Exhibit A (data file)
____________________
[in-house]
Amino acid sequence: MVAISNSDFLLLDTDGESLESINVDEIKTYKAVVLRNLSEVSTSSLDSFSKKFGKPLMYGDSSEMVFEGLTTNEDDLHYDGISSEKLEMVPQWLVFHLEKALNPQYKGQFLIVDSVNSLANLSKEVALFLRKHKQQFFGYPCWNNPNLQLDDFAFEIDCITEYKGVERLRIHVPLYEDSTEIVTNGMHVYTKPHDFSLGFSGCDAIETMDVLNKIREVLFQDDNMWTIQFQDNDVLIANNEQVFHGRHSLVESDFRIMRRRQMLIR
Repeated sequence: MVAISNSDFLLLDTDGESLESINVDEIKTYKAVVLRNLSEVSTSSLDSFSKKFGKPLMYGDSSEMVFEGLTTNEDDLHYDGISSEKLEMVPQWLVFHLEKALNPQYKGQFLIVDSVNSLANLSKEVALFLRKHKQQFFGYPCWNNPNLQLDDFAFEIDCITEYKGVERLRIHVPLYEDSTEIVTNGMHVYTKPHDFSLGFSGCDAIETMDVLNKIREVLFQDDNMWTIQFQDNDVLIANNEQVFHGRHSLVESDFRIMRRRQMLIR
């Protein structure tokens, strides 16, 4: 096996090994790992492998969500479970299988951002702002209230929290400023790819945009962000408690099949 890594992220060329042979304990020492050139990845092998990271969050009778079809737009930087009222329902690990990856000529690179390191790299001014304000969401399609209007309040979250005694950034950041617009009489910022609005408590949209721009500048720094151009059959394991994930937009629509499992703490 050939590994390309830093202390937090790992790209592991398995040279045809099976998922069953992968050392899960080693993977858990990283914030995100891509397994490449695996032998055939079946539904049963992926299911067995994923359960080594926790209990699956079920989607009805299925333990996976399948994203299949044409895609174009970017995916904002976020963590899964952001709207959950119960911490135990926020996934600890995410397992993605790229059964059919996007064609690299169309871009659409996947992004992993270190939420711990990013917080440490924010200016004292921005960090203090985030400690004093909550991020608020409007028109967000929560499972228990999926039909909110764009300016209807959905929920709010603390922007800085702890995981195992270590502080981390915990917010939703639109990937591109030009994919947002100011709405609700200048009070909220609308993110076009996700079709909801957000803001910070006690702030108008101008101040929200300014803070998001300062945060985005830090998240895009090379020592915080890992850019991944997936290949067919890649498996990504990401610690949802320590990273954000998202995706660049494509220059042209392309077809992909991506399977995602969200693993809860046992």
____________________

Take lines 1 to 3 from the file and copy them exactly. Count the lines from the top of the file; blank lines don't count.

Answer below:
[in-house]
Amino acid sequence: MVAISNSDFLLLDTDGESLESINVDEIKTYKAVVLRNLSEVSTSSLDSFSKKFGKPLMYGDSSEMVFEGLTTNEDDLHYDGISSEKLEMVPQWLVFHLEKALNPQYKGQFLIVDSVNSLANLSKEVALFLRKHKQQFFGYPCWNNPNLQLDDFAFEIDCITEYKGVERLRIHVPLYEDSTEIVTNGMHVYTKPHDFSLGFSGCDAIETMDVLNKIREVLFQDDNMWTIQFQDNDVLIANNEQVFHGRHSLVESDFRIMRRRQMLIR
Repeated sequence: MVAISNSDFLLLDTDGESLESINVDEIKTYKAVVLRNLSEVSTSSLDSFSKKFGKPLMYGDSSEMVFEGLTTNEDDLHYDGISSEKLEMVPQWLVFHLEKALNPQYKGQFLIVDSVNSLANLSKEVALFLRKHKQQFFGYPCWNNPNLQLDDFAFEIDCITEYKGVERLRIHVPLYEDSTEIVTNGMHVYTKPHDFSLGFSGCDAIETMDVLNKIREVLFQDDNMWTIQFQDNDVLIANNEQVFHGRHSLVESDFRIMRRRQMLIR